CURT FINCH: Excellence

Submitted by Curtis Finch, PhD
MOISD Superintendent

BIG RAPIDS — It was Aristotle who said, “You are what you repeatedly do. Excellence is not an event, it’s a habit.”

In a culture that craves immediate feedback, it’s hard to want to do the extra work to make excellence a habit; it’s even harder to accomplish it in an organization. The many moving parts of any system make a consistent direction difficult to obtain, and even more difficult to sustain.

One of the most important parts of sustaining direction in a start-up business is to establish consistent leadership and a continuity of messages. Yes, companies may switch to selling a different product to save themselves from going out of business, but they don’t change the core of their company – the “why.”

In education, we don’t sell A or B, but the district must promote and provide examples of what excellence looks like and how to attain it. Students are not products coming down the factory belt looking for a missing part, the “excellent” education of a student centers around meeting each student’s individual needs. Where they are at intellectually, socially, emotionally and academically.

Leadership provides a consistent drive in a system: bus drivers, custodians, para-educators, teachers, support staff, administration and board members must all be educational leaders in that student’s life; adults with the same “excellence of habit” message and reality. Parents, relatives, community members and neighbors must support that message through language and action.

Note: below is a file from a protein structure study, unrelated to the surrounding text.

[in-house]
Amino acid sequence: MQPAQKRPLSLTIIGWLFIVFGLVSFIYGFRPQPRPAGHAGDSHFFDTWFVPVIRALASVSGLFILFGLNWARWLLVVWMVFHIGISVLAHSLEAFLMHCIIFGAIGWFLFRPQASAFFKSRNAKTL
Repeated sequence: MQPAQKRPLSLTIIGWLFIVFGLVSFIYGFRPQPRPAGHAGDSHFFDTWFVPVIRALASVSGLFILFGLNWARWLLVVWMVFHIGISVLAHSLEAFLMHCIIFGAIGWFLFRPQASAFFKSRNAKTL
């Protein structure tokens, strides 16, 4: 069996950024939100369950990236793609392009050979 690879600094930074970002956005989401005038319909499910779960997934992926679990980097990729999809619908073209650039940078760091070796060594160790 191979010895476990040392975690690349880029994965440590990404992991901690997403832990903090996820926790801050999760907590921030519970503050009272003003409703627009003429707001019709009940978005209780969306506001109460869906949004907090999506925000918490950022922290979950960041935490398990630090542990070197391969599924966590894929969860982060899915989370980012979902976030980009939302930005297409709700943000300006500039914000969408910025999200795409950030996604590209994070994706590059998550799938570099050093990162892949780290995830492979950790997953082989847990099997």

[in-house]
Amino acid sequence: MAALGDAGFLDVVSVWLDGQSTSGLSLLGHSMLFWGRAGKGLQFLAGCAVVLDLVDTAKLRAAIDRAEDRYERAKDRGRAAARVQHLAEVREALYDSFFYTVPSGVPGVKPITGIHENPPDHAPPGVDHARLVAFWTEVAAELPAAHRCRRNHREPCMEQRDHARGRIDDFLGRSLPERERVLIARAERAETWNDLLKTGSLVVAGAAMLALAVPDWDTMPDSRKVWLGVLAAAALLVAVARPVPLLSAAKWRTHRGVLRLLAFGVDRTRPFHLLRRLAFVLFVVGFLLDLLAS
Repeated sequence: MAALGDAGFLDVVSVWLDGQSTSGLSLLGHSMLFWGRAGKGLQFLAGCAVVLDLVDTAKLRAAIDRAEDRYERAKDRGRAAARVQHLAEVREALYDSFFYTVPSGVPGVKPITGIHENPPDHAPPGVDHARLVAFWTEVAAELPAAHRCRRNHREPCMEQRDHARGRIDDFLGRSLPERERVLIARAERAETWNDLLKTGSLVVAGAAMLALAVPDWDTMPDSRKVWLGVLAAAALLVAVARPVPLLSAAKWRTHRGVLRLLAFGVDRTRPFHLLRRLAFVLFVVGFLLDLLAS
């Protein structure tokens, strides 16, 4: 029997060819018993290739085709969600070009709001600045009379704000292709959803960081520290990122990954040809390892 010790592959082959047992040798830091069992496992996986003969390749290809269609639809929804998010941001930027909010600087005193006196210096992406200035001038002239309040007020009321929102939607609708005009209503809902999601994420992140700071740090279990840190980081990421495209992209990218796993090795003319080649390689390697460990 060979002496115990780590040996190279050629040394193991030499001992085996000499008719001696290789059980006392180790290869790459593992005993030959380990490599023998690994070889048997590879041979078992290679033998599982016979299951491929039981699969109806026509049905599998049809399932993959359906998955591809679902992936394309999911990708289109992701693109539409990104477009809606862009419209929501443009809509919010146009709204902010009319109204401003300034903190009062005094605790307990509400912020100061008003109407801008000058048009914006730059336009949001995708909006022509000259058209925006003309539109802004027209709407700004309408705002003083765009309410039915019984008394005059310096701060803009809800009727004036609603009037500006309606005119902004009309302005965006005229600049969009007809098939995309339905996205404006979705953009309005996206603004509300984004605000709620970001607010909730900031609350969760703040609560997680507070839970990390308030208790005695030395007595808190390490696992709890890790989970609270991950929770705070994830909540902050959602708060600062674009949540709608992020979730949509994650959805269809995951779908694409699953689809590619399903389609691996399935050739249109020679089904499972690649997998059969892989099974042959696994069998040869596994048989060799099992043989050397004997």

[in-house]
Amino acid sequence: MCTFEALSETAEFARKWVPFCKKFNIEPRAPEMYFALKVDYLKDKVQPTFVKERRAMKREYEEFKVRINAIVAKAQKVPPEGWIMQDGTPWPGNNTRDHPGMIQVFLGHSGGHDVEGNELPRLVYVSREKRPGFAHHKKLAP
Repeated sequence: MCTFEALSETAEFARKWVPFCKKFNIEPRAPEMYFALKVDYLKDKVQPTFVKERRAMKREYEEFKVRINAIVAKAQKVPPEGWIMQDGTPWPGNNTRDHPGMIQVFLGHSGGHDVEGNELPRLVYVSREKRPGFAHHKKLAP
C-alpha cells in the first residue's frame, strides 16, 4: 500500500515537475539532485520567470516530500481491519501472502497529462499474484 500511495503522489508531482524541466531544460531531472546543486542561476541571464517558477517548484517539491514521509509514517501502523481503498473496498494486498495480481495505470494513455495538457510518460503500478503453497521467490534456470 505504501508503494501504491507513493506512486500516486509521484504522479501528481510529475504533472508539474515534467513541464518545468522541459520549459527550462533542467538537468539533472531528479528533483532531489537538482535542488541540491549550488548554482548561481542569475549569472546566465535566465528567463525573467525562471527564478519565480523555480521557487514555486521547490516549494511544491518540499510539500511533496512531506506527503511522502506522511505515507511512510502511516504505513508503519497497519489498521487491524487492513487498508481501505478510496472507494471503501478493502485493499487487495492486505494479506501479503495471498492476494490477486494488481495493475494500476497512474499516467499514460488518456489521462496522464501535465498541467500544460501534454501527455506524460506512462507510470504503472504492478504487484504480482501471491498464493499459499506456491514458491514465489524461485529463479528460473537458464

I still remember today specific words from important adults in my life who shaped my life choices.

There are several leadership ingredients that make an adult valued to that student. First, the adult must be honest with the student by example. Youth are smart and know when an adult in their life is saying one thing and doing the opposite.

Second, the student will gain more respect for the adult when there is a consistent history to look back upon. The most respected adults in my life were the ones I witnessed being the same person under stress as they were when the storm passed.

Lastly, leaders in their lives must be trustworthy; when the quest for excellence matches the dependable life of the adult the message becomes more credible to the student.

Yes, “excellence” at anything should be a message emphasized by leaders, but employees and students are watching these adults, to see if the message is a passing event, or if it’s a habit.

Dr. Finch can be reached at cfinch@moisd.org and followed on Twitter at CFinchMOISD.

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Posted by Katlyn Vuillemot

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